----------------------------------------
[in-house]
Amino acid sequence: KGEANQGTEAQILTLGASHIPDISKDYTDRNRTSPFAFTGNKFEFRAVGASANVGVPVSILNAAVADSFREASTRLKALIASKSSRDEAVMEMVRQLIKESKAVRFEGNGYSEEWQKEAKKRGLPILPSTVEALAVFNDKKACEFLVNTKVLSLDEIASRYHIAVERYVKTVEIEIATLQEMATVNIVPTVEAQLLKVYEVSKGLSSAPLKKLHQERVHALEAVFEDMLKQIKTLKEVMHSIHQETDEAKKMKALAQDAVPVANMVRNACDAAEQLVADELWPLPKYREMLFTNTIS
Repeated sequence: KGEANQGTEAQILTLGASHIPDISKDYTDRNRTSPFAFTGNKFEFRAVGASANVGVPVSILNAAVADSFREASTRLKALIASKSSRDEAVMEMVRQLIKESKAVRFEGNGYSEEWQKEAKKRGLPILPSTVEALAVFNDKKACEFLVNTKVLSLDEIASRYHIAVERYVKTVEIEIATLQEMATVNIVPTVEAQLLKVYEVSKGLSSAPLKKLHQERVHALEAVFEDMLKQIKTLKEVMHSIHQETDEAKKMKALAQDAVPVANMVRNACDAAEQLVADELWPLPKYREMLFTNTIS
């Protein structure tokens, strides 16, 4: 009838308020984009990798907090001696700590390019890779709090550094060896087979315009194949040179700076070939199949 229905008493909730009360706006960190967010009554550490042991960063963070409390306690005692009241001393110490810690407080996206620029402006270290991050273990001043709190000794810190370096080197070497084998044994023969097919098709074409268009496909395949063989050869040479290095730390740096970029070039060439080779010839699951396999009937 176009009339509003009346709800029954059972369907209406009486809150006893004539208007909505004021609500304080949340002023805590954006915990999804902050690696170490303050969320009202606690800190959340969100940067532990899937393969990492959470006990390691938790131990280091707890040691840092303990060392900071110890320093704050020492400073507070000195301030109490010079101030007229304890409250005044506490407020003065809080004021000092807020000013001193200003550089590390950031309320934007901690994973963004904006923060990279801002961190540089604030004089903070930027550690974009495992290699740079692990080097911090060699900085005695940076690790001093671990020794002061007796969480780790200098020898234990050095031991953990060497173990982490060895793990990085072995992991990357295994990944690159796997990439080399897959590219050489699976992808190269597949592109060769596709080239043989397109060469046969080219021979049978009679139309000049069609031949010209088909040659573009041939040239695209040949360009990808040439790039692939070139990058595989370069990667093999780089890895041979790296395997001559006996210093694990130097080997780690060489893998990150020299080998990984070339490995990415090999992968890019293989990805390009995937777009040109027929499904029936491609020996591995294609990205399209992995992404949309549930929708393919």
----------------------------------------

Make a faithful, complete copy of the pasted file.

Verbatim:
[in-house]
Amino acid sequence: KGEANQGTEAQILTLGASHIPDISKDYTDRNRTSPFAFTGNKFEFRAVGASANVGVPVSILNAAVADSFREASTRLKALIASKSSRDEAVMEMVRQLIKESKAVRFEGNGYSEEWQKEAKKRGLPILPSTVEALAVFNDKKACEFLVNTKVLSLDEIASRYHIAVERYVKTVEIEIATLQEMATVNIVPTVEAQLLKVYEVSKGLSSAPLKKLHQERVHALEAVFEDMLKQIKTLKEVMHSIHQETDEAKKMKALAQDAVPVANMVRNACDAAEQLVADELWPLPKYREMLFTNTIS
Repeated sequence: KGEANQGTEAQILTLGASHIPDISKDYTDRNRTSPFAFTGNKFEFRAVGASANVGVPVSILNAAVADSFREASTRLKALIASKSSRDEAVMEMVRQLIKESKAVRFEGNGYSEEWQKEAKKRGLPILPSTVEALAVFNDKKACEFLVNTKVLSLDEIASRYHIAVERYVKTVEIEIATLQEMATVNIVPTVEAQLLKVYEVSKGLSSAPLKKLHQERVHALEAVFEDMLKQIKTLKEVMHSIHQETDEAKKMKALAQDAVPVANMVRNACDAAEQLVADELWPLPKYREMLFTNTIS
């Protein structure tokens, strides 16, 4: 009838308020984009990798907090001696700590390019890779709090550094060896087979315009194949040179700076070939199949 229905008493909730009360706006960190967010009554550490042991960063963070409390306690005692009241001393110490810690407080996206620029402006270290991050273990001043709190000794810190370096080197070497084998044994023969097919098709074409268009496909395949063989050869040479290095730390740096970029070039060439080779010839699951396999009937 176009009339509003009346709800029954059972369907209406009486809150006893004539208007909505004021609500304080949340002023805590954006915990999804902050690696170490303050969320009202606690800190959340969100940067532990899937393969990492959470006990390691938790131990280091707890040691840092303990060392900071110890320093704050020492400073507070000195301030109490010079101030007229304890409250005044506490407020003065809080004021000092807020000013001193200003550089590390950031309320934007901690994973963004904006923060990279801002961190540089604030004089903070930027550690974009495992290699740079692990080097911090060699900085005695940076690790001093671990020794002061007796969480780790200098020898234990050095031991953990060497173990982490060895793990990085072995992991990357295994990944690159796997990439080399897959590219050489699976992808190269597949592109060769596709080239043989397109060469046969080219021979049978009679139309000049069609031949010209088909040659573009041939040239695209040949360009990808040439790039692939070139990058595989370069990667093999780089890895041979790296395997001559006996210093694990130097080997780690060489893998990150020299080998990984070339490995990415090999992968890019293989990805390009995937777009040109027929499904029936491609020996591995294609990205399209992995992404949309549930929708393919």